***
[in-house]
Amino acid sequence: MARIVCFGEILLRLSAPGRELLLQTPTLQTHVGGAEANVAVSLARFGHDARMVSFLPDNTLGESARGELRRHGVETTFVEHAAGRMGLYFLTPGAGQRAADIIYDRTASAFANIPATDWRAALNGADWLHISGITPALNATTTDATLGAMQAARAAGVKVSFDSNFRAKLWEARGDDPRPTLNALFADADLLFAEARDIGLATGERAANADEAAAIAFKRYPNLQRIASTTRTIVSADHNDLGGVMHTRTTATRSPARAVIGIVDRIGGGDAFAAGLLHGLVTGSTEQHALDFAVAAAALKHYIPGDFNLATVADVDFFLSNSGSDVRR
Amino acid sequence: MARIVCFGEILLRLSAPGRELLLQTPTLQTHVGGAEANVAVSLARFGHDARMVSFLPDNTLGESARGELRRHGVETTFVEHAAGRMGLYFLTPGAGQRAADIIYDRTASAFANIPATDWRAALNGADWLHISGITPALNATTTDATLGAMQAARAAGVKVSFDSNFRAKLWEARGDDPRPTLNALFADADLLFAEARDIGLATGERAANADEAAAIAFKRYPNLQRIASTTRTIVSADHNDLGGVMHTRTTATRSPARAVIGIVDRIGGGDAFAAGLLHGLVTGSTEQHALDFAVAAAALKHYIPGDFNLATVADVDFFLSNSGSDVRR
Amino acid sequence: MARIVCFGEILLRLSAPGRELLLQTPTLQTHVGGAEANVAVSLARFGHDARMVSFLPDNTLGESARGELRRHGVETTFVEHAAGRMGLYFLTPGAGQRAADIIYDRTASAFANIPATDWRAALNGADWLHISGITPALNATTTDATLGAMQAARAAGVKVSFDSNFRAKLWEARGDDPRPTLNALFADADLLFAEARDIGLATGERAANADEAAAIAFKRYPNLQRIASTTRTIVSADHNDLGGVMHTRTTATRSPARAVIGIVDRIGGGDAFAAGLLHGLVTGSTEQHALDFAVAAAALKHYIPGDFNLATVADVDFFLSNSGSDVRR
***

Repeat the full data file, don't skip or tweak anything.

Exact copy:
[in-house]
Amino acid sequence: MARIVCFGEILLRLSAPGRELLLQTPTLQTHVGGAEANVAVSLARFGHDARMVSFLPDNTLGESARGELRRHGVETTFVEHAAGRMGLYFLTPGAGQRAADIIYDRTASAFANIPATDWRAALNGADWLHISGITPALNATTTDATLGAMQAARAAGVKVSFDSNFRAKLWEARGDDPRPTLNALFADADLLFAEARDIGLATGERAANADEAAAIAFKRYPNLQRIASTTRTIVSADHNDLGGVMHTRTTATRSPARAVIGIVDRIGGGDAFAAGLLHGLVTGSTEQHALDFAVAAAALKHYIPGDFNLATVADVDFFLSNSGSDVRR
Amino acid sequence: MARIVCFGEILLRLSAPGRELLLQTPTLQTHVGGAEANVAVSLARFGHDARMVSFLPDNTLGESARGELRRHGVETTFVEHAAGRMGLYFLTPGAGQRAADIIYDRTASAFANIPATDWRAALNGADWLHISGITPALNATTTDATLGAMQAARAAGVKVSFDSNFRAKLWEARGDDPRPTLNALFADADLLFAEARDIGLATGERAANADEAAAIAFKRYPNLQRIASTTRTIVSADHNDLGGVMHTRTTATRSPARAVIGIVDRIGGGDAFAAGLLHGLVTGSTEQHALDFAVAAAALKHYIPGDFNLATVADVDFFLSNSGSDVRR
Amino acid sequence: MARIVCFGEILLRLSAPGRELLLQTPTLQTHVGGAEANVAVSLARFGHDARMVSFLPDNTLGESARGELRRHGVETTFVEHAAGRMGLYFLTPGAGQRAADIIYDRTASAFANIPATDWRAALNGADWLHISGITPALNATTTDATLGAMQAARAAGVKVSFDSNFRAKLWEARGDDPRPTLNALFADADLLFAEARDIGLATGERAANADEAAAIAFKRYPNLQRIASTTRTIVSADHNDLGGVMHTRTTATRSPARAVIGIVDRIGGGDAFAAGLLHGLVTGSTEQHALDFAVAAAALKHYIPGDFNLATVADVDFFLSNSGSDVRR